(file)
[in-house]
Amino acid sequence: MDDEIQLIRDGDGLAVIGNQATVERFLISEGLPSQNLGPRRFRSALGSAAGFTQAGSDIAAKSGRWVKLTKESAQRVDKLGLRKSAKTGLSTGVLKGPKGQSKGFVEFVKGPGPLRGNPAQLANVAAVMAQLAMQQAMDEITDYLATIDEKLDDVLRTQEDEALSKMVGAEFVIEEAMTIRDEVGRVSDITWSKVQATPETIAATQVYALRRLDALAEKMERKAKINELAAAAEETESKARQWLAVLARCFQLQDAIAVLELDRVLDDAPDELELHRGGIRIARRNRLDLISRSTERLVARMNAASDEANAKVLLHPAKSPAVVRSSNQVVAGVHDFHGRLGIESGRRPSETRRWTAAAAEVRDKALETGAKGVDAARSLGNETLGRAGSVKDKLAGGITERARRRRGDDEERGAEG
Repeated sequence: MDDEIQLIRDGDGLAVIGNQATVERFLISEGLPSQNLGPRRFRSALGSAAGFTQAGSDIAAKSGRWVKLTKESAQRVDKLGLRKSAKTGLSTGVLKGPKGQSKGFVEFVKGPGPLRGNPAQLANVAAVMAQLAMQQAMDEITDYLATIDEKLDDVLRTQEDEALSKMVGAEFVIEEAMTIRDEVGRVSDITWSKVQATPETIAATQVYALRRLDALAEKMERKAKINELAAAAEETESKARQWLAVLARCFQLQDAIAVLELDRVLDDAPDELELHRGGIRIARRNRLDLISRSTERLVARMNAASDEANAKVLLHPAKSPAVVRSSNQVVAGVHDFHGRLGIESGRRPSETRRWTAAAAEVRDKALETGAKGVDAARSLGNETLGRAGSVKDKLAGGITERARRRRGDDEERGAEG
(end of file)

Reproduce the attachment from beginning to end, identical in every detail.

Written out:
[in-house]
Amino acid sequence: MDDEIQLIRDGDGLAVIGNQATVERFLISEGLPSQNLGPRRFRSALGSAAGFTQAGSDIAAKSGRWVKLTKESAQRVDKLGLRKSAKTGLSTGVLKGPKGQSKGFVEFVKGPGPLRGNPAQLANVAAVMAQLAMQQAMDEITDYLATIDEKLDDVLRTQEDEALSKMVGAEFVIEEAMTIRDEVGRVSDITWSKVQATPETIAATQVYALRRLDALAEKMERKAKINELAAAAEETESKARQWLAVLARCFQLQDAIAVLELDRVLDDAPDELELHRGGIRIARRNRLDLISRSTERLVARMNAASDEANAKVLLHPAKSPAVVRSSNQVVAGVHDFHGRLGIESGRRPSETRRWTAAAAEVRDKALETGAKGVDAARSLGNETLGRAGSVKDKLAGGITERARRRRGDDEERGAEG
Repeated sequence: MDDEIQLIRDGDGLAVIGNQATVERFLISEGLPSQNLGPRRFRSALGSAAGFTQAGSDIAAKSGRWVKLTKESAQRVDKLGLRKSAKTGLSTGVLKGPKGQSKGFVEFVKGPGPLRGNPAQLANVAAVMAQLAMQQAMDEITDYLATIDEKLDDVLRTQEDEALSKMVGAEFVIEEAMTIRDEVGRVSDITWSKVQATPETIAATQVYALRRLDALAEKMERKAKINELAAAAEETESKARQWLAVLARCFQLQDAIAVLELDRVLDDAPDELELHRGGIRIARRNRLDLISRSTERLVARMNAASDEANAKVLLHPAKSPAVVRSSNQVVAGVHDFHGRLGIESGRRPSETRRWTAAAAEVRDKALETGAKGVDAARSLGNETLGRAGSVKDKLAGGITERARRRRGDDEERGAEG